Lhasa Apso Albinism (LAA)

Quick Summary

Lhasa Apso Albinism (LAA) is an oculocutaneous albinism that is characterized by white or off-white fur and pink skin, and is caused by a missense variant in the SLC45A2 gene. This variant is also responsible for French Bulldog Pink.

Albino French Bulldog
Pink French Bulldog - Photo used with permission of Jennifer Robertson

Click here for Price and Turnaround Time

Phenotype: Affected dogs have a white or off-white coat with pink skin, nose, lips and paw pads, and blue irises.

Mode of Inheritance: Autosomal recessive

Alleles: N = Normal, LAA = Lhasa Apso albinism

Breeds appropriate for testing: Lhasa Apso, Pomeranian, Pekingese, French Bulldog, Pug*

Explanation of results:

•   Dogs with N/N genotype are not expected to display this specific albinism. They cannot transmit this LAA variant to any of their offspring.

•   Dogs with N/LAA genotype are not expected to display this specific albinism but are carriers of the LAA variant. They are predicted to transmit the LAA variant to 50% of their offspring. Matings between two carriers of the LAA variant may, on average, produce 25% of puppies with the LAA albinism.

•   Dogs with LAA/LAA genotypes are homozygous for the LAA variant and are expected to display the albinism phenotype. They will transmit a LAA variant to all of their offspring.


Note: This variant was not the cause of albinism in the Pug at the time of discovery. However, since then, a phenotype of interest in the Pug, also referred to as pink, appears to be associated with this LAA variant and pink Pugs are typically genotyped as LAA/LAA. 

Turnaround Time
At least 15 business days; may be delayed beyond 15 business days if sample requires additional testing, or a new sample is requested.

$55 one test per animal
$75 two tests for coat color/fur type/bobtail (same animal) 
+ $15 each additional test if ordering more than three coat color/fur type/bobtail tests on the same animal

Sample Collection

Dog DNA tests are carried out using cells brushed from your dog's cheeks and gums. The preferred cytology brushes are sent to you by mail, or you may provide your own brushes. For accepted alternative brushes, click here

We recommend waiting until puppies are at least three weeks old before testing.


Dog having its cheeks and gums brushed for DNA samples
Cheek and gum brushing technique for canine DNA sample collection


  1. Make sure the dog has not had anything to eat or drink for at least 1 hour prior to collecting sample.
  2. When swabbing puppies, isolate each puppy from the mother, littermates and any shared toys for 1 hour prior to swabbing. Puppies should not have nursed or eaten for 1 hour prior to collecting sample.
  3. If collecting samples from more than one dog, make sure to sample one dog at a time and wash your hands before swabbing another dog.
  4. Label brush sleeve with name or ID of dog to be sampled.
  5. Open brush sleeve by arrow and remove one brush by its handle.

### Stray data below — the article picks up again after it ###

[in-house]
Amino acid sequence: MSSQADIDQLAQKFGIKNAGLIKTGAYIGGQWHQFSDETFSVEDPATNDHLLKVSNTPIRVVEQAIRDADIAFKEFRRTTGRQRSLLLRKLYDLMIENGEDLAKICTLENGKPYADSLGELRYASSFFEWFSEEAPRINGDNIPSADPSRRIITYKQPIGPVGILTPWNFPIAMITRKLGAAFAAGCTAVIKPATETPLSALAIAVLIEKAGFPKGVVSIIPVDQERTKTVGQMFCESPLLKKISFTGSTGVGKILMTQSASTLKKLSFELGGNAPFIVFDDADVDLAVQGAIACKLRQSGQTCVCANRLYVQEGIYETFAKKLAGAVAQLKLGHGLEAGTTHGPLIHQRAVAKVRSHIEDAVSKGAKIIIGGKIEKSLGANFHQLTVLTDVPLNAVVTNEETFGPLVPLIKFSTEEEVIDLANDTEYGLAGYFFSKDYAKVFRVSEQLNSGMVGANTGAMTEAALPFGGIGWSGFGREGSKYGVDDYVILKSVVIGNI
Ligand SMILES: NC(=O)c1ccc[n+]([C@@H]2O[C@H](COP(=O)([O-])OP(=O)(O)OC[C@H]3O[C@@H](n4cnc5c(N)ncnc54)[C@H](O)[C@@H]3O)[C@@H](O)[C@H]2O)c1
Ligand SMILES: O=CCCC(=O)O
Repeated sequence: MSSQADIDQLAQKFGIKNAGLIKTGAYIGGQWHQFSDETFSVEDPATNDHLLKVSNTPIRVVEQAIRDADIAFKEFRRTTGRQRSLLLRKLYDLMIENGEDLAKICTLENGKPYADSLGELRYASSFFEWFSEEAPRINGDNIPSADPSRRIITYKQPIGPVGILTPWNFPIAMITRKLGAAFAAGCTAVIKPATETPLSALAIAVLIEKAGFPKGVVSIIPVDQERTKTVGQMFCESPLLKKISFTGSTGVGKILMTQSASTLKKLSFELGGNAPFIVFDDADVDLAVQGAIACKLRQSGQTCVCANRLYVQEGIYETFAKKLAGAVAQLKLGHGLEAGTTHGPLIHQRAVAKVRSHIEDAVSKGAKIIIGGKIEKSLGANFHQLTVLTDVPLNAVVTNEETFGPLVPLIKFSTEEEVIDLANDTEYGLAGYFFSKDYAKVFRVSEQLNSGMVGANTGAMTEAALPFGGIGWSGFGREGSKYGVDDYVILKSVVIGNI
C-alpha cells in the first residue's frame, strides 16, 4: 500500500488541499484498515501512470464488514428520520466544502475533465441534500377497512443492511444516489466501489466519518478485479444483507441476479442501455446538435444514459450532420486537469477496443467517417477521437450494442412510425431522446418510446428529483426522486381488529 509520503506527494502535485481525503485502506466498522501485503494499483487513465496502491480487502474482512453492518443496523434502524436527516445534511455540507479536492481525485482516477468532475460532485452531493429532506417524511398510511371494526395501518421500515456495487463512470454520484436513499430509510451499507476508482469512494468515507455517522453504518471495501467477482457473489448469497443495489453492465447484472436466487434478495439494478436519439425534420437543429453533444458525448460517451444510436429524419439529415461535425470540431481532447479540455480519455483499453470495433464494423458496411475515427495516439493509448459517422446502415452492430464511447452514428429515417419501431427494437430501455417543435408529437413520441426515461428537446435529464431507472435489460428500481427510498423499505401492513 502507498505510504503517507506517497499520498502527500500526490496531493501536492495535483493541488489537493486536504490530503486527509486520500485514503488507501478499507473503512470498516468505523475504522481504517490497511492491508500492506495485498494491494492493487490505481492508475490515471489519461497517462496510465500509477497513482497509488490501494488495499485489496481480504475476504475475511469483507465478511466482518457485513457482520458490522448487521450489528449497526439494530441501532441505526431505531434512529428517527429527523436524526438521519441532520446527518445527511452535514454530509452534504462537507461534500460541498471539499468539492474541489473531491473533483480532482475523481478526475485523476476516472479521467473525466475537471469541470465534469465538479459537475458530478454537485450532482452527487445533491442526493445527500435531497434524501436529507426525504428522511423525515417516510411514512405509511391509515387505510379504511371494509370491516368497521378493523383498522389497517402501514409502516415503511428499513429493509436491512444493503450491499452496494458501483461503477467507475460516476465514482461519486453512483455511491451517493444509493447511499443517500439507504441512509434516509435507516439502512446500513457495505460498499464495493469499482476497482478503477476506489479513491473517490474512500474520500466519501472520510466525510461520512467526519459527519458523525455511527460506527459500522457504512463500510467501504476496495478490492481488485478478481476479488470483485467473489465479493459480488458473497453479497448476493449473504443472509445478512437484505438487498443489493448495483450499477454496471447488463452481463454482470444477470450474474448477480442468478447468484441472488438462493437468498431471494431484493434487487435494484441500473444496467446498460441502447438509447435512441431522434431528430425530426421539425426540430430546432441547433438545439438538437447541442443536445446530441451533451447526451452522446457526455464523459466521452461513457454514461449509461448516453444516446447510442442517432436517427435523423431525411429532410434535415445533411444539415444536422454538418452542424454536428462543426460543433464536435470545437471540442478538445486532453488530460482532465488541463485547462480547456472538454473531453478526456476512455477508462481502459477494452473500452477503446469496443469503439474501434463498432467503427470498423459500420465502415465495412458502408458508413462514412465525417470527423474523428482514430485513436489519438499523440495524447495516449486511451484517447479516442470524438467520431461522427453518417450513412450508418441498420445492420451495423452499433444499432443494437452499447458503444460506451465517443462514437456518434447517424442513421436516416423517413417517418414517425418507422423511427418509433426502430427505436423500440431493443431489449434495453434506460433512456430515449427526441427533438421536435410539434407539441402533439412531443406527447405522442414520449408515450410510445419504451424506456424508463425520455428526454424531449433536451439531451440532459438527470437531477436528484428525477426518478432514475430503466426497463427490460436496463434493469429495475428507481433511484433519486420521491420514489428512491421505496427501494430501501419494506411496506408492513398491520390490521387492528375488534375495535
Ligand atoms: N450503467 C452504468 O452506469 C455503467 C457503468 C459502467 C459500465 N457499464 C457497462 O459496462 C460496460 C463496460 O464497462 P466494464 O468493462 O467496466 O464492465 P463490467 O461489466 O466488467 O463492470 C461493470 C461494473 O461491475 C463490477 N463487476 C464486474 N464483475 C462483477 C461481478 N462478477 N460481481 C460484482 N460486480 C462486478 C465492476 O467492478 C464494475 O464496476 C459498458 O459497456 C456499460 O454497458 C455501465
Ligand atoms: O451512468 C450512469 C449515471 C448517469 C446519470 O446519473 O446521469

6. Place bristle head between the dog’s gums and cheek and press lightly on the outside of the cheek while rubbing or rotating the brush back and forth for 15 seconds.
  7. Wave the brush in the air for 20 seconds to air dry.
  8. Insert brush back into sleeve.
  9. Repeat steps 5 - 8 for each unused brush in sleeve on a fresh area of cheek and gums. Make sure to use and return all brushes sent by the VGL. In most cases, it will be 3 brushes per dog. If using interdental gum brushes, please note that the VGL requires 4 brushes per dog and only moderate or wide interdental gum brushes are accepted.
  10. Do not seal brushes in sleeve.
  11. Place all samples in an envelope and return to the address provided.


  • Do not collect saliva/drool – the key to obtaining a good sample is getting cheek cells on the swab
  • Do not rub swab on the dog’s tongue or teeth – this will result in poor quality sample
  • Do not collect a sample from a puppy that has recently nursed – the mother’s genetic material can rub off on the puppy’s mouth and contaminate the sample
Additional Details

Albinism is a genetic disorder that is characterized by an inability to produce pigment. In oculocutaneous albinism, the skin (including nose and paw pads) and eyes lack pigmentation. As a result, dogs with albinism typically display a white or off-white coat with pink skin, nose, lips and paw pads, and blue or white irises. Note that not all dogs with white coats have albinism. In most cases, the solid white coat of dogs is caused by white spotting. Non-albino white dogs can be distinguished from true albinism because their nose, eyes, paw pads and skin display normal pigmentation.

A missense variant (c.1478G>A) in the solute carrier family 45, member 2 (SLC45A2) gene, causing a glycine to aspartic acid substitution, was identified as the cause of albinism in a Lhasa Apso dog. The variant was also identified as the cause of albinism in a Pomeranian family, a Pekingese dog and a mixed breed dog. Research at the VGL has identified this same variant in French Bulldogs (commonly referred to as pink in that breed). The C.1478G>A variant is not the cause of albinism in the Pug. However, a phenotype of interest in the Pug, also referred to as pink, appears to also be associated with this LAA variant and pink Pugs are typically genotyped as LAA/LAA. 

Additional variants in SLC45A2 also cause oculocutaneous albinism in different dog breeds: a large deletion in SLC45A2 causes albinism in the Doberman Pinscher and a single base deletion in this gene causes albinism in the Bull Mastiff. Mutations in SLC45A2 have also been shown to cause oculocutaneous albinism in humans, gorillas, and cattle. Unlike with other white depigmentation patterns, no loss of hearing is associated with SLC45A2 variants.

Testing recommendations: Genetic testing for albinism can be used by owners and breeders as a tool for selection of mating pairs.